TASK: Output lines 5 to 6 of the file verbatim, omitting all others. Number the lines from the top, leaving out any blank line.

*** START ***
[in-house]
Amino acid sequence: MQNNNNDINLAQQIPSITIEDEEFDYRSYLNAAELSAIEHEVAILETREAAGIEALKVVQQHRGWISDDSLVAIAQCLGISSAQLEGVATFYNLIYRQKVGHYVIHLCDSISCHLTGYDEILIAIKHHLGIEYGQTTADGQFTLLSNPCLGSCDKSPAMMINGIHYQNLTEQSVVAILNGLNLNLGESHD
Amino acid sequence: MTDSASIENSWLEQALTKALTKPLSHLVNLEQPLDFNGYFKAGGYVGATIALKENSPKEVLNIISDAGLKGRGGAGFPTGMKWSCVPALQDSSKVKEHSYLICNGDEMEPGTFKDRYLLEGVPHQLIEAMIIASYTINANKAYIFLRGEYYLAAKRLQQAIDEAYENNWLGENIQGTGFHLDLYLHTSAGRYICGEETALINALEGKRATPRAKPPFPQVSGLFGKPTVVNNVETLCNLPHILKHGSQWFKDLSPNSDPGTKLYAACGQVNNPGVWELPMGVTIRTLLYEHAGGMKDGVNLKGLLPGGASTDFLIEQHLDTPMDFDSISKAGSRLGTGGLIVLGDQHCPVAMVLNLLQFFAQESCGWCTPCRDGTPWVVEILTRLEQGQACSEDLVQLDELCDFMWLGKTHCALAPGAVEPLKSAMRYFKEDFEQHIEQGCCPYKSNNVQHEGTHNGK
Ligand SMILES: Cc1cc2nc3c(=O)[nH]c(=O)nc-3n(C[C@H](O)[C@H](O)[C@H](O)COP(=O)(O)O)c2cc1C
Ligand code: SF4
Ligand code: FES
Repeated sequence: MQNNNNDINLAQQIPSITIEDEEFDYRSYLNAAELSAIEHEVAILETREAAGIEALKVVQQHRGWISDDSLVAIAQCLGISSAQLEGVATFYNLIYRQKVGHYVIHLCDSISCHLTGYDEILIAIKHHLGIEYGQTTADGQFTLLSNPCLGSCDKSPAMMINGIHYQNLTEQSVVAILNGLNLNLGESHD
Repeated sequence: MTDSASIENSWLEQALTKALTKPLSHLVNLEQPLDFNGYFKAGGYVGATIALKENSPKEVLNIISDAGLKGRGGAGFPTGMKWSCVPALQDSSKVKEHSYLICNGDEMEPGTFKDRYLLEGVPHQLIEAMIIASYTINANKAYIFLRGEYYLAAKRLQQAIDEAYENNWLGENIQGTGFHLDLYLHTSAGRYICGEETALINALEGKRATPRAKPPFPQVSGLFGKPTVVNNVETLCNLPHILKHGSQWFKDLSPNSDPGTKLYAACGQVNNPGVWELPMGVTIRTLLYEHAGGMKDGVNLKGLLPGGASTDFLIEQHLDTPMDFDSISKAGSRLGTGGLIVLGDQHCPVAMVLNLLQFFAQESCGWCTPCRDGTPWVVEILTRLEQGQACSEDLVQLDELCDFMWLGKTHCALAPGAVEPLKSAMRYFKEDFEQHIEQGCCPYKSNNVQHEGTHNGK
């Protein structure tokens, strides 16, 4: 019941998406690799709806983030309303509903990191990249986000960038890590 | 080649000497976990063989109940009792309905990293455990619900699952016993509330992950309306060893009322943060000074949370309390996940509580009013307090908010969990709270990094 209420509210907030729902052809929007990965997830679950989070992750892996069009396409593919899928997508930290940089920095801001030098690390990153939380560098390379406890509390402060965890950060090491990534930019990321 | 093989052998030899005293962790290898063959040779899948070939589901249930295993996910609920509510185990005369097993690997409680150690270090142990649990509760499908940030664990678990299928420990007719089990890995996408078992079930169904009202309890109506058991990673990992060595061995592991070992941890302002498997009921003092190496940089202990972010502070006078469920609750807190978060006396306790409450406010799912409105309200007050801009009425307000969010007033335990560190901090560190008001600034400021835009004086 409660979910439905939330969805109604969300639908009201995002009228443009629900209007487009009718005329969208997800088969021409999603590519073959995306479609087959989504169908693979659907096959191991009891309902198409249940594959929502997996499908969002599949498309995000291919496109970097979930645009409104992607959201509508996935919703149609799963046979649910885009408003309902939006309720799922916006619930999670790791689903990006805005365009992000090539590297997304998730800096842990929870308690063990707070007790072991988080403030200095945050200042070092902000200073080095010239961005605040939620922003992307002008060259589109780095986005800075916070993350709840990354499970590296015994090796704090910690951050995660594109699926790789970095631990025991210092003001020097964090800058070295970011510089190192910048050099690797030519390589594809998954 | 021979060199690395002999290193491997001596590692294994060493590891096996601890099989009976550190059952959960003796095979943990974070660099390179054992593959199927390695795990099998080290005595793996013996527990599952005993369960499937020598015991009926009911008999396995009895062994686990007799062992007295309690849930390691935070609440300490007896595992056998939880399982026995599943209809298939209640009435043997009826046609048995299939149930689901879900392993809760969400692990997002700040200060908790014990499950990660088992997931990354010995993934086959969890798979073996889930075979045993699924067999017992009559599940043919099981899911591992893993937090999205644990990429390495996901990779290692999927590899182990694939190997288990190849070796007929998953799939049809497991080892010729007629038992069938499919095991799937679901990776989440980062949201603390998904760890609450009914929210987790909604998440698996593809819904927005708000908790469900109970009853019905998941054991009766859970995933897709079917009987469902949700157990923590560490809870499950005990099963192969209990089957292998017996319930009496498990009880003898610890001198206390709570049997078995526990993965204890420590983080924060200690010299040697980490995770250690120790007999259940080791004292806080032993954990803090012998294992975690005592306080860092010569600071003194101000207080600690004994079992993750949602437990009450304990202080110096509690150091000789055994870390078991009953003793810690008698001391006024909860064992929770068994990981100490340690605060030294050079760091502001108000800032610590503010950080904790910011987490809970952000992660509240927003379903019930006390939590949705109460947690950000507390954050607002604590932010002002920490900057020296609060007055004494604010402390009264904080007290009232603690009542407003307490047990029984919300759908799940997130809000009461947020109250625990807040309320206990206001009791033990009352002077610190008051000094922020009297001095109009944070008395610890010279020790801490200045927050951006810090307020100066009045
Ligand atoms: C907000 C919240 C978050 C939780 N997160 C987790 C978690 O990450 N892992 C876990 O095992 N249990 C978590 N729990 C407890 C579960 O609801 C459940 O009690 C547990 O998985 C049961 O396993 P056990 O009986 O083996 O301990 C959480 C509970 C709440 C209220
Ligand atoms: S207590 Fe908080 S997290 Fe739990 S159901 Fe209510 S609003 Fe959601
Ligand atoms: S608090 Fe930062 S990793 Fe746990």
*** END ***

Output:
Ligand code: SF4
Ligand code: FES